Yahey v. British Columbia, 2015 BCSC 1302

By: Melodi Alopaeus & Zachary Miloff

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In Yahey v. British Columbia, 2015 BCSC 1302, the Supreme Court of British Columbia dismissed Blueberry River First Nations’ application for a pre-trial injunction to prevent the province from proceeding with a planned auction of 15 timber sale licences.

Impending trial concerned breach of treaty obligations

In March 2015, Blueberry River filed a lawsuit alleging that the British Columbia government had breached its treaty obligations.[1] Blueberry River claimed that the cumulative effect of industrial developments in its traditional territory, including forestry, mining, hydroelectricity and oil and gas developments would soon make, and in some cases had already made, it impossible for its members to meaningfully exercise their rights, such as hunting and fishing.[2] The First Nation claimed that the auction of timber sale licenses should not proceed before the action is heard. The Crown, on the other hand, asserted that it had consulted extensively with Blueberry River by undertaking to create a sustainable forest management plan and associated forest operation schedules.[3]

Blueberry River satisfied first two prongs of test for pre-trial injunctions

In the Court’s analysis, Justice Smith applied the three prong RJR-MacDonald test for pre-trial injunctions. The judge considered (1) whether there is a serious issue to be tried, (2) whether irreparable harm would result if the injunction was not granted, and (3) whether the balance of convenience favoured granting an injunction.[4]

Blueberry River satisfied the first two branches of the test. Justice Smith found that the cumulative effect of industrial developments in the Treaty 8 area had become so extensive that it amounted to a violation of Treaty rights.[5] Justice Smith also found that irreparable harm may result if a pre-trial injunction was not granted.[6] The Court noted,

Irreparable harm would clearly be the result if cumulative industrial development effectively eliminated any opportunity for [the First Nation] to meaningfully exercise its traditional way of life and its rights to hunt, trap and fish. These proposed logging operations are not alleged to be the cause of the harm in and of themselves, but as this court said in Taseko Mines Ltd v. Phillips, 2011 BCSC 1675 at para 65: “Each new incursion serves only to narrow further the habitat left to them in which to exercise their traditional rights. Consequently, each new incursion becomes more significant than the last. In that sense, any portion of the overall loss in this case, if it is found to exist, should be characterized as irreparable harm.”[7]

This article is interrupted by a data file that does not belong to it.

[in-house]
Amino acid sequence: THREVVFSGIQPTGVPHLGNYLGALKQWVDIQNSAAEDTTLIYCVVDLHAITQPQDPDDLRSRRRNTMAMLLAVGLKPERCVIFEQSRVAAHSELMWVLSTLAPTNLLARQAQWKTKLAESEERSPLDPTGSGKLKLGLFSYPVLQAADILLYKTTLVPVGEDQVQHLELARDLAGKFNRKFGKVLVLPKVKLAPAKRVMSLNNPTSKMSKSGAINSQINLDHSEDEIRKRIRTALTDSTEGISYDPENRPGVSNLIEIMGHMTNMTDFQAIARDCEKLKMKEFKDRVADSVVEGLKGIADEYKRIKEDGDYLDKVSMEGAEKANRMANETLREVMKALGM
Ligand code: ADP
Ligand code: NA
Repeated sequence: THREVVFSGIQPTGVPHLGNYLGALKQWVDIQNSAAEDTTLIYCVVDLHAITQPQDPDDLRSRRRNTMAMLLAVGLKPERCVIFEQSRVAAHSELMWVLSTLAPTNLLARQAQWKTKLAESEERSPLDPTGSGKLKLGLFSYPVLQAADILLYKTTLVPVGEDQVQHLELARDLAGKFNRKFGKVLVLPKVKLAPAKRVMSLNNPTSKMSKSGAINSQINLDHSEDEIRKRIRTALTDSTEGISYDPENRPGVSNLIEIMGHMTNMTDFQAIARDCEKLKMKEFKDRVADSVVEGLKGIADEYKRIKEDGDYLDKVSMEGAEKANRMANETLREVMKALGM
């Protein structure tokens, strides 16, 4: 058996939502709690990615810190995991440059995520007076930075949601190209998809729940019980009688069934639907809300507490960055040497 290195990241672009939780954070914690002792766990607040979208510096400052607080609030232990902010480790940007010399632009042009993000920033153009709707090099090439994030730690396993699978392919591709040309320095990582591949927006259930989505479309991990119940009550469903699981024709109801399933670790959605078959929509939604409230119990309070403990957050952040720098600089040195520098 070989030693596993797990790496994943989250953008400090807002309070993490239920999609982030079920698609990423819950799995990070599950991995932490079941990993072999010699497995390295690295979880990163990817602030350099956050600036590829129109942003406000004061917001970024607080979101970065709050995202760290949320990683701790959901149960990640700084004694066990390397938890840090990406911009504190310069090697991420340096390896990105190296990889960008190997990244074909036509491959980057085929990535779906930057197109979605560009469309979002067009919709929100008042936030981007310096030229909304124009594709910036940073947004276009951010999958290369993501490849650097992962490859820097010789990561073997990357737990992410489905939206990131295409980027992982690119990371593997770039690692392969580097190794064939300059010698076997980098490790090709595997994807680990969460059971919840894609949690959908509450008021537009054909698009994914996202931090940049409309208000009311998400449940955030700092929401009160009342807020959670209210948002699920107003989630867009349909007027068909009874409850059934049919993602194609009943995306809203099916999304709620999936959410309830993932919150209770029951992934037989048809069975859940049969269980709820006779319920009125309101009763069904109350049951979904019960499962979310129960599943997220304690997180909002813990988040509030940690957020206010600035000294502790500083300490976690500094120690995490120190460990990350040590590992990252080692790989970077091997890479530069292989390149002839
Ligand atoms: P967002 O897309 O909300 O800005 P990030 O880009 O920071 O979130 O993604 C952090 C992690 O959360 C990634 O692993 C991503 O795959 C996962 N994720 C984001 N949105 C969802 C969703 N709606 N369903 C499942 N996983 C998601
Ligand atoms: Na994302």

Blueberry River failed to meet third prong of test for pre-trial injunctions

Justice Smith found that Blueberry River did not meet the balance of convenience test for an interlocutory injunction. He took into account the Crown’s argument that an injunction would affect private interests and cause uncertainty and disruption to the Crown agency, BC Timber Sales, and other participants in the Fort St. John Pilot Project.[8] Justice Smith also highlighted the Crown’s concern for the public interest in maintaining the certainty and predictability of forest management and operations.[9]

A critical factor for Justice Smith was the delay in raising the issue of the harmful cumulative effects of industrial developments on the First Nation’s traditional way of life and its Treaty rights. Although the newly-elected First Nation leadership had the right to reconsider the matter of timber licences, the judge observed that there was no reason why the previous leadership had not raised any concern.[10] Justice Smith found that the Crown agency and others reasonably relied on the lack of objection from the First Nation and had a legitimate expectation that this logging would proceed.[11]

Finally, Justice Smith acknowledged that the size of the development project affected by the injunction was not necessarily determinative to the success of the application, as it could be the “tipping point” beyond which the right to meaningfully exercise Treaty rights is lost.[12] At the same time, Justice Smith determined that granting injunctions on individual projects was an ineffective means to achieve what appeared to be Blueberry River’s broader goal of a wide-ranging hold on industrial activity.[13] He noted that, if a general or wide-ranging hold on industrial activity was needed to protect Treaty rights, it should be on an application that seeks that result and allows the court to fully appreciate the implications and effects of what it is being asked to do. The public interest would not be served by dealing with the matter on a piecemeal, project-by-project basis.[14]

 

[1] BCSC at para 25.

[2] BCSC at para 2.

[3] BCSC at para 37.

[4] BCSC at para 36.

[5] BCSC at para 39.

[6] BCSC at para 45.

[7] BCSC at para 41.

[8] BCSC at paras 49-51.

[9] BCSC at para 53.

[10] BCSC at para 54.

[11] BCSC at para 55.

[12] BCSC at para 59.

[13] BCSC at para 63.

[14] BCSC at para 64.

2017-06-09T10:55:49+00:00